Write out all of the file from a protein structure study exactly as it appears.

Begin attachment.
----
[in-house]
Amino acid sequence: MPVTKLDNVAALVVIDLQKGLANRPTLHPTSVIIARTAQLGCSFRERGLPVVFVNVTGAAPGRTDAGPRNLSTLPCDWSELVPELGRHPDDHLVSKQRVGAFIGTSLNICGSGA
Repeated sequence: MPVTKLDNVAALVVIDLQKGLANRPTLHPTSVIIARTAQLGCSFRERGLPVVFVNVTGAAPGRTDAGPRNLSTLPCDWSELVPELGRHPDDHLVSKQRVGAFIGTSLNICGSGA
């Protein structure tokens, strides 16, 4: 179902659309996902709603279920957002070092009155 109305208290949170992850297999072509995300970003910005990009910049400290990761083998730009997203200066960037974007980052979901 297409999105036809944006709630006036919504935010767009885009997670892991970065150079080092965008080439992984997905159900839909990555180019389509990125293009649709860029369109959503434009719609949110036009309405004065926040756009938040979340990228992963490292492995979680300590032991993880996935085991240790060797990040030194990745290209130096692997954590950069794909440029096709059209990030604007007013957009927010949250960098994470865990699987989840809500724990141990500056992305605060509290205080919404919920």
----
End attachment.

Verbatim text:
[in-house]
Amino acid sequence: MPVTKLDNVAALVVIDLQKGLANRPTLHPTSVIIARTAQLGCSFRERGLPVVFVNVTGAAPGRTDAGPRNLSTLPCDWSELVPELGRHPDDHLVSKQRVGAFIGTSLNICGSGA
Repeated sequence: MPVTKLDNVAALVVIDLQKGLANRPTLHPTSVIIARTAQLGCSFRERGLPVVFVNVTGAAPGRTDAGPRNLSTLPCDWSELVPELGRHPDDHLVSKQRVGAFIGTSLNICGSGA
């Protein structure tokens, strides 16, 4: 179902659309996902709603279920957002070092009155 109305208290949170992850297999072509995300970003910005990009910049400290990761083998730009997203200066960037974007980052979901 297409999105036809944006709630006036919504935010767009885009997670892991970065150079080092965008080439992984997905159900839909990555180019389509990125293009649709860029369109959503434009719609949110036009309405004065926040756009938040979340990228992963490292492995979680300590032991993880996935085991240790060797990040030194990745290209130096692997954590950069794909440029096709059209990030604007007013957009927010949250960098994470865990699987989840809500724990141990500056992305605060509290205080919404919920």